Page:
Tuesday, June 14, 2016

Sandy Sumner by Louise Diver Part 2

Louise Diver, a family genealogist, has agreed to share an article she wrote about her quest to discover more information about one of her Lawrence County ancestor’s.

Louise continues her story from yesterday about searching for Sandy Sumner 

Nancy was with him   (her husband, Sandy Sumner) in the vicinity of Placerville (CA) as they added three daughters to the household: Jane (December 2, 1852); Martha L  (February 26, 1854); and Cynthia May (April 22, 1855).

By the following year, 1856, Sandy and Nancy and their brood had moved to Goldfields near Sacramento, only 35 or 40 miles from Placerville. Here, three more children arrived: Rebecca Maude in 1856 (July 29); George Gilbert in 1858 (January 22); and Louis Sylvester in 1859 (May 29).

Within a couple more years they were settled in Atascadero, in San Luis Obispo County, where they broke the routine of three children to a place. Here they added FOUR! Julie Ann (March 31, 1861; Venetia Ann (November 22, 1863); Sandy Burus (August 12, 1864) and Mary E Sumner (April 23, 1866).

It must have been mind boggling for them, if they had time to think about it at all, that the Union and Confederate forces were killing each other in the eastern parts of the hardly “United” States. Lincoln had been assassinated and a new president was in office, Andrew Johnson, a Tennessean. Since their marriage in 1847, there had been seven presidents!

And those golden, grassy California hills where they lived, how unlike the dark and rich farm ground, woods and streams of the Wabash Valley the Sumners had left in Illinois. My hostess, Wendi lived in these California hills outside Santa Margarita, less than 10 miles from Atascadero.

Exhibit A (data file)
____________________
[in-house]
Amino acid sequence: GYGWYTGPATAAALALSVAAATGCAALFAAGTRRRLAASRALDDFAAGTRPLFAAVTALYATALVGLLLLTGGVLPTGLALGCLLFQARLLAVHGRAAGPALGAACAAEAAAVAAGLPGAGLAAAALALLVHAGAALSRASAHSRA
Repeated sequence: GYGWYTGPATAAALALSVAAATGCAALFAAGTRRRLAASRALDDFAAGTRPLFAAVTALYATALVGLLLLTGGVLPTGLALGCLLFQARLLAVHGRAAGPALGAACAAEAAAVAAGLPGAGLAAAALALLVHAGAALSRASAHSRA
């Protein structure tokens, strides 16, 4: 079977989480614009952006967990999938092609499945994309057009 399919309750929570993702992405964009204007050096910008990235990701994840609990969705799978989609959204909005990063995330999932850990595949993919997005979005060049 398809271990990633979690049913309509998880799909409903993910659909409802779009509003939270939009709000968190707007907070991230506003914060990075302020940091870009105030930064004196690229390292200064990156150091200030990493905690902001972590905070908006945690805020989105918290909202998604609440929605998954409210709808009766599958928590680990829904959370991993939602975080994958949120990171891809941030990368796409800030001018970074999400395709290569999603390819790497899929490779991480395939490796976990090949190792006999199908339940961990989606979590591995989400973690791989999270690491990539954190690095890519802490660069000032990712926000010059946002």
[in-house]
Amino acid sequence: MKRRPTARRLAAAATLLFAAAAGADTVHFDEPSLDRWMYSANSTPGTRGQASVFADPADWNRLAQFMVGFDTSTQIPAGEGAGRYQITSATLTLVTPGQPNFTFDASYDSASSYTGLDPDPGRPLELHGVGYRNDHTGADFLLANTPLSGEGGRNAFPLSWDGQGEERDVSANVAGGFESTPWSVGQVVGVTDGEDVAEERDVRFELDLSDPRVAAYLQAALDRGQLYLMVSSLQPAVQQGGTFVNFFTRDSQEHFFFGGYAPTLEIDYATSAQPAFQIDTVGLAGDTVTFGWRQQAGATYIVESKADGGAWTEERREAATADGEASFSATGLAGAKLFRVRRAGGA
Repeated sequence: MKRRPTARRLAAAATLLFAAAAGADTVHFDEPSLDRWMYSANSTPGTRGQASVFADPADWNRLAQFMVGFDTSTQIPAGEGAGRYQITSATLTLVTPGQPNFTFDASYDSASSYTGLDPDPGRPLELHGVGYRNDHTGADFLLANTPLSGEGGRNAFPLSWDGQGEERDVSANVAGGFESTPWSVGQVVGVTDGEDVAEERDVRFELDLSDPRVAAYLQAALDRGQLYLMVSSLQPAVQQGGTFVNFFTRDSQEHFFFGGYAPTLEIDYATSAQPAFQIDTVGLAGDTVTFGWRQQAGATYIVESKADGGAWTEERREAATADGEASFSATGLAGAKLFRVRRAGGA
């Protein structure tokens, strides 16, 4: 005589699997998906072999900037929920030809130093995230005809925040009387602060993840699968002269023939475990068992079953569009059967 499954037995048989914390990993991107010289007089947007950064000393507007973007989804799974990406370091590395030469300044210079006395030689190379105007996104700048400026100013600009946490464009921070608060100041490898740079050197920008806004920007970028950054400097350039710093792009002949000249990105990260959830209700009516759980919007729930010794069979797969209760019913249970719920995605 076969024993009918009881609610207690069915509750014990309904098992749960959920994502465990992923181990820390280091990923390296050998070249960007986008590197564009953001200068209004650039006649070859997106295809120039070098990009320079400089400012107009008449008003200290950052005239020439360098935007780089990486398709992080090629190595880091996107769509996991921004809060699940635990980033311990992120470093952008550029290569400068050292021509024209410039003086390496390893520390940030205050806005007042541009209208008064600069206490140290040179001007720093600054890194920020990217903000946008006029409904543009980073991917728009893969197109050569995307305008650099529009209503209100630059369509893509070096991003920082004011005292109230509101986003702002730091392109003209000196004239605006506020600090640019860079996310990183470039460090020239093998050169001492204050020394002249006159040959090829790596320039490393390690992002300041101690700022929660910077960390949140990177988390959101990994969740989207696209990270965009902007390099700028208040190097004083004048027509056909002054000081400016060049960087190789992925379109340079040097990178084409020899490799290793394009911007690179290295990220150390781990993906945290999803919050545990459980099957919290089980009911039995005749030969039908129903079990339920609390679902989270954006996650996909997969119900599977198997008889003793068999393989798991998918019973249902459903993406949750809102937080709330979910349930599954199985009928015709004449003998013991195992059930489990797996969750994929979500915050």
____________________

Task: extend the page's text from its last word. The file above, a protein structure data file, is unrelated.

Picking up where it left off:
As we riffled through charts and maps, Wendi talked about her great, great, grandfather. Sandy was killed in a buggy accident when he came down the hill, not far away, near San Luis Obispo. He had a farm there and Wendi knew where the millstone was that he used. She gave me directions to his grave in the International Order of Odd Fellows Cemetery in San Luis Obispo. Sandy’s wife, their son and his wife were buried there too, she said.

Wendi had that enthusiasm which made me think that if I went to the cemetery, I would see one or two of my ancestors and could ask them questions. I wrote down her directions to the graves.

A few years later I was driving up the California coast with my late brother Joe and his wife. We stayed in San Luis Obispo so they could see the Madonna Inn. At least that’s what I told them. But, early in the morning, while they were still sleeping, I dressed, took Wendi’s directions and drove to the IOOF burying grounds.

No one was there when I started racing from grave to grave through the dewey grass, searching and searching. Soon, a lone jogger came along and asked if I had lost something, could he help. I explained for whom I was looking. He joined me in the futile search. We found no Sumner headstones.

What I did find, about a day and a half and 400 miles later, was that I had acquired an army of six- legged mites called chiggers, worse than those from Illinois blackberry patches. It would be hard to forget that cemetery.

And I didn’t. In 1985, I lunched again with Wendi. I told her of my disappointment. We hurried through our sandwiches and drove to the cemetery. There they were, the graves of Sandy, Nancy, their son, Sandy Burus and Emma his wife. In the earlier directions, Wendi designated as a “road” what I considered a path. That must have been my last visit with Wendi.

Ever after when I drove across country I wondered silently about those 49ers – and other pioneers.

There are so many questions I would like to ask Uncle Sandy. Who traveled with you from Lawrence County? How did you travel, what route? Did Indian stalk your caravan any time? Did you know about those other folks from Illinois the Donner party? How did you tolerate the extremes of weather? What happened to your young brother after you reached Placerville? And, Nancy, how did you bear and care for all those children under such primitive conditions?

(Ed Note:  Thanks to Louise for sharing this with us.)